Sunday, March 12, 2006

How to "corner a market" in Second Life

Maybe you did not realize it yet, but the prices of a certain type of land in SL recently doubled! Fresh waterfront parcels that could be bought for a little more than 9L$ per sqm a week ago are now 15L$ per sqm and more. The most attractive parcels go for 19L$ per sqm or so. Yep, this all happened over the weekend, or better yet: in a single night.

"How can this be?", one might ask. Easy. A single land business group, bought up (nearly) all available waterfront land a week ago and reset the prices according to the new pricing. Waterfront parcels which for some reason were not grabbed up in this night were raised in price by their old owners - why should this land be cheaper than the rest of waterfront in SL, the owners thought. And the latest round of auctions for new land already reflected the new pricing, too. Sims with a long waterfront sold for more than 2,000 US$ - prices which have not been seen at the auctions since the Killing of the Telehubs.

Auction results from the night of Saturday, the 11th or March

This is interesting - even to those not in the land business and not interested in buying waterfront anytime soon - because it shows how easily some markets in the SL economy can manipulated; or "controlled" if we want to use a more neutral word.

The Rules of the Game
Actually, what happened is a very old scheme in business, which is called "cornering the market". It goes as follows:
  1. You identify a rare commodity; preferably one where the supply is limited and there are always times when demand outpaces supply.
  2. You secure possession of a large chunk of this commodity. A good idea is to try for at least a third of the world supply.
  3. You start selling the commodity at a significantly higher - or constantly rising - price.
  4. You wait patiently.

    What happens at this point is usually, that the other owners of said commodity realize the new profit potential and start raising their prices, too.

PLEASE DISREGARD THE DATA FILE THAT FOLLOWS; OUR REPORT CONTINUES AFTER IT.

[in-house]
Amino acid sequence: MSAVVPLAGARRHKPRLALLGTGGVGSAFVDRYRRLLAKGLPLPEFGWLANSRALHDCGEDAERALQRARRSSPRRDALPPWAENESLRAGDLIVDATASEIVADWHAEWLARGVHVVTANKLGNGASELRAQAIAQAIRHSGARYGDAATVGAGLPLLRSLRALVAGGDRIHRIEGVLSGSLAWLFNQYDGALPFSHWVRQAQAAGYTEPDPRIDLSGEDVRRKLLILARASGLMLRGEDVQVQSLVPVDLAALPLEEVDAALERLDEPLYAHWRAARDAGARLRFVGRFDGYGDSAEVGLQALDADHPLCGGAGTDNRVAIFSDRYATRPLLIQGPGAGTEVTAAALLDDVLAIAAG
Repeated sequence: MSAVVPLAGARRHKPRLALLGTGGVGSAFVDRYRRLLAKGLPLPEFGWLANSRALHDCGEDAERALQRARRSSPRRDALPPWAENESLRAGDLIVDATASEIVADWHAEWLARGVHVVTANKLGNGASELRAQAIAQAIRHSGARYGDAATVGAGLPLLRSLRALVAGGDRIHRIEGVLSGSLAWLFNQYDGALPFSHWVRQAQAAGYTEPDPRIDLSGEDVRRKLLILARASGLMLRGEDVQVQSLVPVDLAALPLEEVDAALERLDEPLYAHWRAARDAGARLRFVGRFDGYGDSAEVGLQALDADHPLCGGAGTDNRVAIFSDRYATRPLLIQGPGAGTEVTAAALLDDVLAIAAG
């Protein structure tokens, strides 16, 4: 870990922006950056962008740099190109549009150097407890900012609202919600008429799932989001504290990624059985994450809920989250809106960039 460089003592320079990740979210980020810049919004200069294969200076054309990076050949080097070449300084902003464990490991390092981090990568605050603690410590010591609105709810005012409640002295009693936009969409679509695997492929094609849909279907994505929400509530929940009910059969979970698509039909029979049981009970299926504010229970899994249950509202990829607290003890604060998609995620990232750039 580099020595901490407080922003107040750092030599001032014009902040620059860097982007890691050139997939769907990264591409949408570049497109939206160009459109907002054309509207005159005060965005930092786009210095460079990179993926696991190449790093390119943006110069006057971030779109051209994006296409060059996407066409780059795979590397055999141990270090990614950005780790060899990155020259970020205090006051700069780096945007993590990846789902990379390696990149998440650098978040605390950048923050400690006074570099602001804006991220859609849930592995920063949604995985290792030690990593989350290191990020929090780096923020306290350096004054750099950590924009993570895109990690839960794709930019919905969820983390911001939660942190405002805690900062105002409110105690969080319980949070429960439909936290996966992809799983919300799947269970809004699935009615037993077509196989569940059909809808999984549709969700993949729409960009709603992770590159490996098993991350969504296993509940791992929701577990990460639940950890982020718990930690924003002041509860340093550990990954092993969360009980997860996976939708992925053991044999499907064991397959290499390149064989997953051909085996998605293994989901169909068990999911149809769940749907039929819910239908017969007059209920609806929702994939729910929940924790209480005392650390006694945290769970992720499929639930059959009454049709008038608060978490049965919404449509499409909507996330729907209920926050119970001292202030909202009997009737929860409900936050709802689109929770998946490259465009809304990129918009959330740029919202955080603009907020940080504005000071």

Next, new speculators enter the market. They see the rising prices and want to take part in the bonanza. Demand for the commodity gets bigger and - simple rules of supply and demand - prices rise even higher.

  5. You sell your stockpiled inventory.
  6. You live happily ever after from the huge profit you made between the price in Step #1 and #5.
This is a strategy which has been tried and tested a lot in the First Life economy. The most famous case in the last years (at least to my memory) was practiced by the Hunt Brothers, Oil Billionaires, who in the early 1980s tried the scheme with silver. It was said that at one time they owned more than a third of the silver in the whole world.

Like in most of the cases before, the story ended slightly before step #6 with the bankruptcy of the Hunt brothers. This is not always the case. There were examples where at least some players in the game succeeded to make huge profits. As usually the timing is most important: when to liquidate.
Nelson Bunker Hunt

Is it really this simple to get stinking rich?
No, cornering the market in First Life most often needs either huge amounts of money or lots of criminal energy - or both. A famous quote of one of Nelson Bunker Hunt was "A Billion dollars isn't what it used to be". Even scarce resources are so abundant usually (and expensive) that we are talking about a starting capital of 100s of millions or some billions of US$. Depending on how you do it, it can be seen as illegal. So you not only have to accept the risk of going bankrupt but of ending in jail, too.

The SL Version